“When I was training to be a meat inspector, it took me three years. However, currently people aspiring to become meat inspectors train for just two to three weeks and become qualified meat inspectors and get jobs. What type of inspectors are these?” wondered the expert who preferred to remain anonymous.

The cost of meat is on the rise and it is a cash cow for most supermarkets and butcheries. A kilo of meat goes for Ugx 7,000 to Ugx 15,000 depending on the location. In that instance, they cannot afford to throw away bad meat in case they had overstocked. Usually, in absence of continuous inspection of the facilities and surprise visits, such dealers fry or cook the meat and offer it to customers in another form. The unlucky ones buy it and get sick later. It is unfortunate but possible in our capitalist Kampala.

Filthy storage

Have you ever asked your butcher what happens to meat that he does not sell that day? Many, if not all, butcheries have no freezers or cold rooms to store their meat in the recommended conditions. Unconfined reports reveal some butcheries are using formaldehyde (a chemical used to treat dead bodies) to preserve their meat.

As recently observed by KCCA action, meat in some supermarkets is preserved using unknown chemicals. This is how dangerous Ugandan meat lovers are exposed. When you go to these small butcheries, it is worse, the dust, car fumes, the flies and general working environment from which they operate. Some of these folks know nothing about safety and health. You will find the attendant chewing some mchomo and swigging a cloth to turn the unwavering dark-coloured flies away. It is tough. The only consolation is that “I will first cook it thoroughly.” That is good. However, some people love meat so much that they want to taste it raw and then half way when they are smoking it, and when it is finally ready. In the process, they contract diseases that are not anywhere in the nomenclature. It is tight!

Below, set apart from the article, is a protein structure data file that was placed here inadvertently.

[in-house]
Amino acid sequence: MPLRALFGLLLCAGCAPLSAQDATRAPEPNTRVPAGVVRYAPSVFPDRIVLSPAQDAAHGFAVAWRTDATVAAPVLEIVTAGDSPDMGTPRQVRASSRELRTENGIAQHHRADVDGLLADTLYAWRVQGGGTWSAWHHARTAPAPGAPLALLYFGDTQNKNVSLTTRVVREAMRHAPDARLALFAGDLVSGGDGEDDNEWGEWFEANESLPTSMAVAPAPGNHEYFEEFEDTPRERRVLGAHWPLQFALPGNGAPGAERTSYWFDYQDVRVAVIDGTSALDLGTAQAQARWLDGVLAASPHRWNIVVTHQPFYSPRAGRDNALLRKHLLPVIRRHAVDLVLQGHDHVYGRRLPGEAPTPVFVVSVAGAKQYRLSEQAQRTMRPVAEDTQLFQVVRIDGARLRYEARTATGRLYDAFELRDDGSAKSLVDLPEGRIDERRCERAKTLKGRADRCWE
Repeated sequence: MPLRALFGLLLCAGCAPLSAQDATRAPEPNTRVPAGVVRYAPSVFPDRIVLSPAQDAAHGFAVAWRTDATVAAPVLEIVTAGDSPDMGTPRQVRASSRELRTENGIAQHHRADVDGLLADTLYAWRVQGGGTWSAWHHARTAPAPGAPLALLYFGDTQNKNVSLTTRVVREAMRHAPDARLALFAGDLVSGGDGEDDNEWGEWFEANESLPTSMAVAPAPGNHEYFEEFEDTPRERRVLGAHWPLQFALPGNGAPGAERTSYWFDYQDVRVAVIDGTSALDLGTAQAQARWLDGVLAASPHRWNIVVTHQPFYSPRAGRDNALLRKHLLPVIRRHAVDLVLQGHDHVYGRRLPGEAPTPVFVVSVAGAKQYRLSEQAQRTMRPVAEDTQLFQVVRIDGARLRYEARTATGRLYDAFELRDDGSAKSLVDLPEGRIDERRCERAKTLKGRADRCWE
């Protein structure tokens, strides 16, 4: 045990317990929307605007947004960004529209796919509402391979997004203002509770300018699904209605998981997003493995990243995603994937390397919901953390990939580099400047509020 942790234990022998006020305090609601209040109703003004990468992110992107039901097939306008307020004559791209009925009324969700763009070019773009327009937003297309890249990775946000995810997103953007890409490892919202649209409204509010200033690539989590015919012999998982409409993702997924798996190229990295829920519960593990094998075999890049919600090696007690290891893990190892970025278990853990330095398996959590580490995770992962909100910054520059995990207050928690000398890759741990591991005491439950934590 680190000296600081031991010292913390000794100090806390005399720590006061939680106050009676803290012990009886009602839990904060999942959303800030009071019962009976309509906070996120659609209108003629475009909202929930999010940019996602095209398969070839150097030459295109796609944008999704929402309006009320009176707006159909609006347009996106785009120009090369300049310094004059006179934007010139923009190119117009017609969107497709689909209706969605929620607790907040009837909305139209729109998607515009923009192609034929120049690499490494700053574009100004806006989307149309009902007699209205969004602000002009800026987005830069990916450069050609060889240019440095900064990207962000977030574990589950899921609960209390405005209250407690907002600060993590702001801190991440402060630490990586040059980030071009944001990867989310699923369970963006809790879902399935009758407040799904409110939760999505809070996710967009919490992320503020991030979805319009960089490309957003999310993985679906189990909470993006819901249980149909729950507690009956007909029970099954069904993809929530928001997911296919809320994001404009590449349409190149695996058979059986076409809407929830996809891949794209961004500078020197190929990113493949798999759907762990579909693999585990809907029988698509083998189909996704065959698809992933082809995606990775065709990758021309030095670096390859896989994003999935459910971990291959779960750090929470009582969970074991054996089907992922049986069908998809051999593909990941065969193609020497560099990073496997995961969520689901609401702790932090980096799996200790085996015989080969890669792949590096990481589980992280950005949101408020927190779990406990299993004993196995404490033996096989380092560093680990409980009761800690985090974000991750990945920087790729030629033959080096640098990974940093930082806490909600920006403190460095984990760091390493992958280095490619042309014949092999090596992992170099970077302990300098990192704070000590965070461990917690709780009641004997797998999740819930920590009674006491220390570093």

Meat transportation

The way human beings enjoy meat is the same way bacteria and microorganisms enjoy it.

Meat is very nutritious, high in protein and delicate. You have seen people transporting it in wooden boxes. These wonderful boxes have been classified as incubators — inside them is a metallic layer. Given their busy schedules and lack of serious supervision, these transporters sometimes forget to clean these boxes. Given our favourable tropical climate, the microorganisms find such boxes safe haven to settle and recreate.

Meat experts say there are some bacteria which don’t cause infections themselves but form toxins that when consumed may cause food poisoning. And when these toxins get into our bodies, they may harm us over time. The quality of meat transportation leaves a lot to be desired. It is common to see people sitting on top of the meat on the floor of cars during transportation. All these pose health threats.

Safety of our butcher men is wanting